Is there anything more divisive than a horror remake? Seriously! I’m of firm believe that our society will decide if pineapple does indeed belong on pizza or if Die Hard is a Christmas movie long before we can agree on the merits of our genre’s most controversial subject – remaking the classics. We can all argue for and against whether the re-imagined films are as a whole “good” or “bad”, as that is subjective. However, we can all certainly agree that the filmmakers behind almost every remake made at least one questionable decision within their retelling.

Today, we’re shining a spotlight on ten decisions these creators should have thought twice about before snapping the clapperboard. In some instances, the results were a relatively minor complaint, while others derailed the film in its entirety! Put on your critic glasses and lets make some harsh judgements!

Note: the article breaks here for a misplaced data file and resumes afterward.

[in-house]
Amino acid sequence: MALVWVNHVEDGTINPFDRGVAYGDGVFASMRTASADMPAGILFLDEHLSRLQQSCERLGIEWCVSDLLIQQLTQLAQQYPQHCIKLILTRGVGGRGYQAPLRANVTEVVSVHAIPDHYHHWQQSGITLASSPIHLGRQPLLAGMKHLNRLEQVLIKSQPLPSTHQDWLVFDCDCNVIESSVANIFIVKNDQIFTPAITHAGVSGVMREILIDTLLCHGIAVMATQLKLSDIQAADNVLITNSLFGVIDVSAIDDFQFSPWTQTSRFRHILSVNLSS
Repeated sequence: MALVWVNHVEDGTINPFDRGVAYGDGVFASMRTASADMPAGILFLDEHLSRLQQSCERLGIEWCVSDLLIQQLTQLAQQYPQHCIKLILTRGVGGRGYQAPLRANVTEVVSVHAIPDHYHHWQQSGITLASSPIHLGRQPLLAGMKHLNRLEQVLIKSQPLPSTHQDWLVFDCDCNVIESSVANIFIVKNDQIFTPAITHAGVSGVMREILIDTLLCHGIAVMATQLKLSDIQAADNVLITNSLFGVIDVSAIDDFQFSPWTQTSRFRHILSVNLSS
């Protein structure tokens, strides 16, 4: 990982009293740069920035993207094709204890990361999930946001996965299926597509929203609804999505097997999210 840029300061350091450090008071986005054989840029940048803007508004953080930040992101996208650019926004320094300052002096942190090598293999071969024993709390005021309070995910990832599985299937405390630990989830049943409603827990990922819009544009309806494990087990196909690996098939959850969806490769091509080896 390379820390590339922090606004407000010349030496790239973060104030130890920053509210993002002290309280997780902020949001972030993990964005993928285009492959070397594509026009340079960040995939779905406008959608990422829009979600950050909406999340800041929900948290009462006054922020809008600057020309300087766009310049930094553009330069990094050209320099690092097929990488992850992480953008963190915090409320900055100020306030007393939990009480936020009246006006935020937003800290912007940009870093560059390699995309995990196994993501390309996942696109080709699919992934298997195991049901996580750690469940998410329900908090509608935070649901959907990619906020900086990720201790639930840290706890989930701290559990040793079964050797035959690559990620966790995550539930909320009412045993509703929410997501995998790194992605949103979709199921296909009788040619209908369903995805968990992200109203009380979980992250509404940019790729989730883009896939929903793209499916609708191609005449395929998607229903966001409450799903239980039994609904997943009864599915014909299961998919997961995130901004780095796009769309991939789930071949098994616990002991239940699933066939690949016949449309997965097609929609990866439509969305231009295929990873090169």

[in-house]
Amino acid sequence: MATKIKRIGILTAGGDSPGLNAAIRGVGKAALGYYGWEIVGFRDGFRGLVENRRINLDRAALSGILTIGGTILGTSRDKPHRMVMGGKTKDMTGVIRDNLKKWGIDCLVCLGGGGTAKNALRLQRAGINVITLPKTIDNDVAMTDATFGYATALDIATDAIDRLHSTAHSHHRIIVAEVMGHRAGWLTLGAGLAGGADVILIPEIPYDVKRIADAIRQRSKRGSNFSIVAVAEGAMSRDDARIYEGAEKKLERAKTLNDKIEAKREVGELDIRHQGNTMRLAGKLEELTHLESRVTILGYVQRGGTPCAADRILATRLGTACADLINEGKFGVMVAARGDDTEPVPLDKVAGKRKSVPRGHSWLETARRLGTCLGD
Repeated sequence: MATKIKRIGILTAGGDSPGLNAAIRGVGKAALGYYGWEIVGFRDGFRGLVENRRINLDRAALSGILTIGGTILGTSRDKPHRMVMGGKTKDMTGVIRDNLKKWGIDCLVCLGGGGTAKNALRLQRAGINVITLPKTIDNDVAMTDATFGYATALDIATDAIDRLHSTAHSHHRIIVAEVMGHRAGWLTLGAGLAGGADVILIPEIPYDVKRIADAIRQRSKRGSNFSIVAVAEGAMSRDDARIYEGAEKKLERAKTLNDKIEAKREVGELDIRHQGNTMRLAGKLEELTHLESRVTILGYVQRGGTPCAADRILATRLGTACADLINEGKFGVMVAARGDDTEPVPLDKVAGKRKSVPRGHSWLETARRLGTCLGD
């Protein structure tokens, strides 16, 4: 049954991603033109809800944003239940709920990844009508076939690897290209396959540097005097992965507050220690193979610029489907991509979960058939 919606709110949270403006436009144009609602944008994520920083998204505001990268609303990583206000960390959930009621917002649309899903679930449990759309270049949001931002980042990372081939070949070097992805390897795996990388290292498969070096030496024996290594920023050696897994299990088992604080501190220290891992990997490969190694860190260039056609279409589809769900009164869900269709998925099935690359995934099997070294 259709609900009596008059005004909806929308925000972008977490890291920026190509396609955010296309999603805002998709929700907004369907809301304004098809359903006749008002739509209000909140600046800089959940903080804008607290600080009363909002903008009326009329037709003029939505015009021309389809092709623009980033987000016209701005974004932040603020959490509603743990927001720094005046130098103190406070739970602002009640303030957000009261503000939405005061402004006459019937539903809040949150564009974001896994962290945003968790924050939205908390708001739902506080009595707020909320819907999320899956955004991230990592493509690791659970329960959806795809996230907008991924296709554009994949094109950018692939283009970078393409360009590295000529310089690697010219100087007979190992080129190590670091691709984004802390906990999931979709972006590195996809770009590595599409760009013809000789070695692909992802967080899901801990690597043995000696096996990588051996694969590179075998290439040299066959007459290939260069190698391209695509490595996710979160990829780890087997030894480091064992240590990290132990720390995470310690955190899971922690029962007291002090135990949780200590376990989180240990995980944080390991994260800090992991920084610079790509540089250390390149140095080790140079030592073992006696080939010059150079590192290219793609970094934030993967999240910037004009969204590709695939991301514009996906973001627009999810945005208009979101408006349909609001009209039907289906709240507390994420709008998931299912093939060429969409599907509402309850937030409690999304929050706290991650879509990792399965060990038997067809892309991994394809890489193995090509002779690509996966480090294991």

Texas Chainsaw Massacre (2003) – Removing Erin’s Pregnancy Plotline

As remakes go, Marcus Nispel’s updated version of Toby Hooper’s 1974 masterpiece is, in my mind, one of the better horror re-imaginings we’ve ever gotten. The opening shot that kicked off the race of mid-2000’s slasher remakes, Nispel and writer Scott Kosar crafted a slick, intriguing story around the basic concept of Leatherface and his cannibalistic family from the original. That said, there are real issues in regards to the motivations and subsequent actions of Erin, the lead of the film played by actress Jessica Biel. Explained to us as a rough-and-tumble woman who grew up with aggressive siblings and even spent some time in juvenile detention, this upbringing doesn’t translate through in the film, and her character comes off as prudish amongst her looser friends.